Crude oil has been coming off contract highs in recent weeks. Does the decline make it a buying opportunity, or is this the start of a bigger downtrend?
I have a short-side bias, and the reasons start in Venezuela. Let's begin by remembering the tumult in that country, which caused lots of volatility in April. Crude spiked after President Chavez fired top management at the state-run oil monopoly, Petroleos de Venezuela. Workers went on strike in protest, and Chavez was temporarily ousted, then reinstated, in one of the fastest turnaround coups on record.
But now the disruption in supply caused by our nearest OPEC neighbor appears resolved.
One of the concessions made in the aftermath of the political and oil-labor strife was a promise to reinstall Ali Rodriguez as Venezuela's oil minister. Rodriguez had held the position before, in 1999, when oil tanked to $11 a barrel. And what is Rodriguez doing prior to his reinauguration to the chief post of Venezuela's oil ministry?
Dow Jones Newswires
cites reports that claim Rodriguez recently ordered Petroleos de Venezuela to crank up output 8% over its OPEC quota of 2.49 million barrels a day. Estimates from Petrologistics, an oil consulting and tanker tracking firm, appear to confirm the move. Exceeding OPEC quotas was a primary reason oil fell to $11 a barrel when it did.
Another hitch with Rodriguez is that he will be stepping down soon as secretary general of OPEC, a move that could leave a leadership vacuum at the cartel and stifle cooperation. Such infighting occurred when OPEC last sought to appoint a secretary general, 14 months ago.
During that leadership stalemate, OPEC's three largest members, Iran, Iraq and Saudi Arabia, each refused to withdraw their candidates. Rodriguez ultimately got the post. Rodriguez's departure heightens the potential for internal strife within OPEC. A lack of cohesion has been at the root of OPEC's failure to agree to (or abide by) output quotas in the past.
Russia also remains
a factor in the supply-and-demand equation. The world's second-largest oil producer has repeatedly announced its intention to increase its output, and it said last week that it will increase Q3 production by 15%. Any shortfalls spurred by the ongoing conflict in the Middle East likely will be made up by Russia, as well as by Norway and Mexico.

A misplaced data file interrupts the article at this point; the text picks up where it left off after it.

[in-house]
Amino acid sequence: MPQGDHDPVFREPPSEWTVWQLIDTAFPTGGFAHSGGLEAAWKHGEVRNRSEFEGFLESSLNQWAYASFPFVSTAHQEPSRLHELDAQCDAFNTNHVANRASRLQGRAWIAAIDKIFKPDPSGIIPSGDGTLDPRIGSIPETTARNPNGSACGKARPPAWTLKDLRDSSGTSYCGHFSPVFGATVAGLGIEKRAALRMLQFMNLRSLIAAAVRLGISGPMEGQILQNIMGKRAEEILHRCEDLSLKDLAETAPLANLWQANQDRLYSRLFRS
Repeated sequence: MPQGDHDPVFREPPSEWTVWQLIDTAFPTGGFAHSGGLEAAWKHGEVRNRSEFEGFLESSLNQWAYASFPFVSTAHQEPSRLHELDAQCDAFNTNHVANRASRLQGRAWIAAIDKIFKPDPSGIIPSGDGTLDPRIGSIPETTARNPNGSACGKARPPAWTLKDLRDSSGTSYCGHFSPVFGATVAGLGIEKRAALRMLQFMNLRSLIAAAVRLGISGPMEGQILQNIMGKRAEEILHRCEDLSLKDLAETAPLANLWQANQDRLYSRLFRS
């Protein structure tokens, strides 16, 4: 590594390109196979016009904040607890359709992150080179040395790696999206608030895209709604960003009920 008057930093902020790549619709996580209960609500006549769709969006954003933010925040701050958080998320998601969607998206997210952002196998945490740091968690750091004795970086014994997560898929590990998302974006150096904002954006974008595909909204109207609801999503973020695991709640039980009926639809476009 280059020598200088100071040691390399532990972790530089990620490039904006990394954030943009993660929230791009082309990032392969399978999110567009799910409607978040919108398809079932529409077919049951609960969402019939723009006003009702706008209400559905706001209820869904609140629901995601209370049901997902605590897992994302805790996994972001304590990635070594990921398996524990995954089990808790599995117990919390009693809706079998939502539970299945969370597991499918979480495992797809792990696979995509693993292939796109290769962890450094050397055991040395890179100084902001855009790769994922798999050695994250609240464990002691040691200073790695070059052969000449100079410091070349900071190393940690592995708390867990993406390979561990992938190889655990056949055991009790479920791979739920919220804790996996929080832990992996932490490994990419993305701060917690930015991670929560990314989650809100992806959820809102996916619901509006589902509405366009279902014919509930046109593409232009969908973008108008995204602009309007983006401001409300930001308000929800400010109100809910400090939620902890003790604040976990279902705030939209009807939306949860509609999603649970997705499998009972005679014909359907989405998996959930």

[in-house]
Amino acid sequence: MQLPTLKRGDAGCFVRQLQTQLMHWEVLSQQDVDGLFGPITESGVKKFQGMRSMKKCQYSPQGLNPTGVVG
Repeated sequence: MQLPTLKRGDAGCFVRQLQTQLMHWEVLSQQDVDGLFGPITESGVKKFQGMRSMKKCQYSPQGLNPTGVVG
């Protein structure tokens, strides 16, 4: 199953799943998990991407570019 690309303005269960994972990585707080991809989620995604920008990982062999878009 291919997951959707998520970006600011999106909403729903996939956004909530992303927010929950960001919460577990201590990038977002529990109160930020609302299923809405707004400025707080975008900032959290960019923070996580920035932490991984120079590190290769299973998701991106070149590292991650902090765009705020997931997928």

Meanwhile, the American Petroleum Institute said gasoline inventories are running 6% higher than last year, a figure that rose above last week's 5.3% surplus.
And a weaker dollar is also a factor. As the dollar weakens, oil becomes relatively more expensive, lowering demand.
The fundamental picture points to an extension of the developing downtrend, favoring shorts. Looking at the chart, crude, after striking another one-month low on Wednesday, May 29, popped higher and closed into resistance marked by the 38.2% retracement of the decline off the high and previous congestion at the $26 level. The initial downside targets are $24.40, then $23.60. Similar patterns exist in heating oil and unleaded gasoline.
July corn (CN2:CBOT) reversed at the 61.8% retracement of its May run-up, powering higher Tuesday in an outside bar. On Wednesday, corn closed at a one-week high after the Agriculture Department found less than half the current crop to be in good condition. These are developments suggesting a reversal in the prolonged downtrend in corn.
Marc Dupee is an independent trader and co-author of the book
The Best: Conversations With Top Traders. Dupee was formerly markets analyst and futures editor for TradingMarkets Financial Group. At time of publication, he held no positions in any securities mentioned in this column, although holdings can change at any time. Under no circumstances does the information in this column represent a recommendation to buy or sell stocks. While he cannot provide investment advice or recommendations, he invites you to send your feedback to
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